Office radar:

Somalia IPO resumes operations – Following a recent shutdown of its services, the Somalian trademark office recently resumed operations. According to NJQ & Associates, the registry has introduced a number of changes, including only accepting single-class applications (with multi-class applications no longer possible) and a doubling in official filing fees to $1,000 per application. (TJL)

Austrian IPO launches new online services – The Austrian Patent Office (APO) has launched a new set of online trademark and design tools. Available from December 9, the new digital services are launched with the support of the support of the EUIPO’s European Cooperation Projects. In total, this launch includes 44 new online services at the APO all related to trademarks and designs. (TJL)

First phase of trademark changes in France implemented – The French IP Office (INPI) has confirmed that the first measures concerning trademarks have been successfully implemented, following the passing of an updated law earlier in the year. There are various changes, including the addition of a collective marks system, the ability to protect sound and multimedia brands, and a lower cost for a single class trademark application. However, at the end of November, Richard Milchior from Herald Avocats in Paris penned a WTR guest post on how “tiny details could have huge consequences for brands”. (TJL)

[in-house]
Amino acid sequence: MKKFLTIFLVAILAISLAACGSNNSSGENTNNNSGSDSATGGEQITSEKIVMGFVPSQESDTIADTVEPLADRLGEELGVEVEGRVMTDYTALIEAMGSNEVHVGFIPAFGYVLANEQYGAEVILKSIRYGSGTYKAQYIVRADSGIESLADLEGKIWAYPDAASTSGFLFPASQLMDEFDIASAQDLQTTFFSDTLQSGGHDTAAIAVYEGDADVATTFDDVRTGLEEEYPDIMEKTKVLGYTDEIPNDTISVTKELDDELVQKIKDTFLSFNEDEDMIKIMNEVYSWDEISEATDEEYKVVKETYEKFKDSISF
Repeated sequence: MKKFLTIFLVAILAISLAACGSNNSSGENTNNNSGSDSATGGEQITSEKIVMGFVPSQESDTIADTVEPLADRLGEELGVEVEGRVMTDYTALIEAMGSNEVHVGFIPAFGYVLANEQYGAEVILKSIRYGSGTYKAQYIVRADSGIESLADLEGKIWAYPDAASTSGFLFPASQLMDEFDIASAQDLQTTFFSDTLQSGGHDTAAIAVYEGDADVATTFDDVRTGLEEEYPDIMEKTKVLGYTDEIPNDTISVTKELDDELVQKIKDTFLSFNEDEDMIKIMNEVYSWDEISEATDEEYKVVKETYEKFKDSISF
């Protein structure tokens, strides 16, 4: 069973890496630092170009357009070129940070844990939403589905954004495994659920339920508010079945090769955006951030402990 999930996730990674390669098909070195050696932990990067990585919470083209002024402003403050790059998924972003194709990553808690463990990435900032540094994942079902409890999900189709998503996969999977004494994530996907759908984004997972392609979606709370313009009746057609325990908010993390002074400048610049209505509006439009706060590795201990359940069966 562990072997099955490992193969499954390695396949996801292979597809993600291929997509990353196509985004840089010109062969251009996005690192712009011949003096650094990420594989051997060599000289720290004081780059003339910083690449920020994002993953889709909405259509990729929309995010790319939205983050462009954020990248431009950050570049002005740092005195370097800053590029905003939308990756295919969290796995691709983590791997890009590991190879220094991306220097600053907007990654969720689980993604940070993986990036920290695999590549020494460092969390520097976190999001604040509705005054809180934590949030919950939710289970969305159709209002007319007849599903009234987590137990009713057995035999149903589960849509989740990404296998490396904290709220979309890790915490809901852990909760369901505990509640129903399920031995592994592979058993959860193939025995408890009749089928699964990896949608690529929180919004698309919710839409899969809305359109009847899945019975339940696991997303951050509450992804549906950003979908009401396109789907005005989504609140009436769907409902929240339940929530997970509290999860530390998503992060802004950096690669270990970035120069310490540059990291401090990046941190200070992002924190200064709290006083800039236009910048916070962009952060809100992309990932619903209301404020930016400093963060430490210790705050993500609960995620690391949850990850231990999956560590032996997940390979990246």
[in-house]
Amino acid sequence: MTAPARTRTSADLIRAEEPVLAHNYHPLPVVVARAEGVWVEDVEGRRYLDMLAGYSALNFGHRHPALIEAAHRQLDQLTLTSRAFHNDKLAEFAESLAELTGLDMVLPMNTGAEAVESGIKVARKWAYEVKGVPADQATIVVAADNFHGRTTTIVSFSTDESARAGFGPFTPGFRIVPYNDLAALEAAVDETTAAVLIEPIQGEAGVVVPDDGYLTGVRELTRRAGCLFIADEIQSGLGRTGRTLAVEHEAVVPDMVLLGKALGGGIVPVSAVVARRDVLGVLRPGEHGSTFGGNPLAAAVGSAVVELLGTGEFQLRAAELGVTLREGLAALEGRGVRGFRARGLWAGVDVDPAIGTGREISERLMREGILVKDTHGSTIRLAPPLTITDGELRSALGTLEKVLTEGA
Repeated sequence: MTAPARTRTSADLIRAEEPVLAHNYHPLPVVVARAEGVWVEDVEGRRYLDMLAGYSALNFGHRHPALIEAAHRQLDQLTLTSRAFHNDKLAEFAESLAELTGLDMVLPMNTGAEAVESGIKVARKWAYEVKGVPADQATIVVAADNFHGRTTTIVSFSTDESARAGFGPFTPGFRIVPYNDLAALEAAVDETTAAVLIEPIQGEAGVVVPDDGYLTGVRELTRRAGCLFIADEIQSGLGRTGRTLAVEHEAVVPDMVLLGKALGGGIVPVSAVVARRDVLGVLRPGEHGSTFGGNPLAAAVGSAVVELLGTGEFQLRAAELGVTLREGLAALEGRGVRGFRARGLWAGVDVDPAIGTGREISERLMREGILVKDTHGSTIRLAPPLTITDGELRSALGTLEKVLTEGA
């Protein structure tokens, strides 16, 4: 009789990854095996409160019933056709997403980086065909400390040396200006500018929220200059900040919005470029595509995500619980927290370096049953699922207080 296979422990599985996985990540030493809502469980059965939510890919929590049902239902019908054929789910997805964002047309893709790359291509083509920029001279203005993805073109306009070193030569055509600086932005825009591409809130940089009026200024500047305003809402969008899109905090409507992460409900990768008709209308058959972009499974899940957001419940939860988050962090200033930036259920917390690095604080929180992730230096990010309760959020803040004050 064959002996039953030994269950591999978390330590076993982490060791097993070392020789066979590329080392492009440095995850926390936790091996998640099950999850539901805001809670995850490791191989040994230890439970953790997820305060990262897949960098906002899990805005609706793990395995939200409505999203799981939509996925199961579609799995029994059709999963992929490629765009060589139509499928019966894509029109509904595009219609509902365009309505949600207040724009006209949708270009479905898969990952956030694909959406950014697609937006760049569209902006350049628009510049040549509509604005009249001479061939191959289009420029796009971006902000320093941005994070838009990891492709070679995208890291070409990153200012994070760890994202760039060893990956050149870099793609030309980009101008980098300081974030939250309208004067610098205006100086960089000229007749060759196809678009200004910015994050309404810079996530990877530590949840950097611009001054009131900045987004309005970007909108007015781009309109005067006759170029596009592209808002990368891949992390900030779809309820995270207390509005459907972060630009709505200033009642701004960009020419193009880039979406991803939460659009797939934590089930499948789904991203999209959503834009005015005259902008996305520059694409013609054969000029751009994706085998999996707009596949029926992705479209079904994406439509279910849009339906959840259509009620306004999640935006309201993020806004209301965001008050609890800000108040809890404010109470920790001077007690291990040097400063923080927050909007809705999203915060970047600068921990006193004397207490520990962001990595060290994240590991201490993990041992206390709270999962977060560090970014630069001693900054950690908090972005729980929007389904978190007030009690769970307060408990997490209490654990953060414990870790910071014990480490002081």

DPMA president announces changes – The president of the German Patent and Trademark Office, Cornelia Rudloff-Schäffer, has confirmed a new change regarding legal forms sent to the registry. Specifically, a new practice has been introduced for recording applicants – for domestic legal entities, the name of an applicant (nd the legal form of the company) will now be compared to the entries in the national registers. Therefore, the exact spelling of the register entry will be adopted on applications. This change came into force from 25 November. (TJL)

On the move:

McDonald Hopkins grows Chicago IP practice – Erin R Conway has been appointed to as counsel within McDonald Hopkins’ IP department in the Chicago office. Conway has over 12 years of experience in IP prosecution, litigation and licensing. Her practice focuses on the life sciences and FDA-regulated industries. (BD)

Fasken adds partner to Montreal office – Alain M Leclerc has joined Fasken’s IP group as a partner and a patent agent. Leclerc specialises in patent prosecution, but also handles litigation, due diligence, strategy, and licensing matters. He is the chairman of the Board of the IP Institute of Canada. (BD)

And finally...

Managing Trademark Assets returns to London  Following the success of this year’s event, WTR’s  Managing Trademark Assets Europe is returning to London on 28 January 2020. The event provides an opportunity for attendees to hear best practice and insight from leading in-house counsel from the world’s biggest brands as they discuss their approaches to critical areas, as well as share their own insights with peers and colleagues. For the upcoming event we are also increasing the interactive nature of the programme, introducing informal, small-group discussions on dispute resolution scenarios - allowing participants to workshop possible responses with their peers and colleagues. Among the other areas to be explored are budget management, dispute negotiation tactics, best practices around diversity and team building, and how to fight counterfeits on a finite budget. To sign up to attend Managing Trademark Assets Europe, click here. (TL)

Jonathan Walfisz

Author | Reporter

[email protected]

Jonathan Walfisz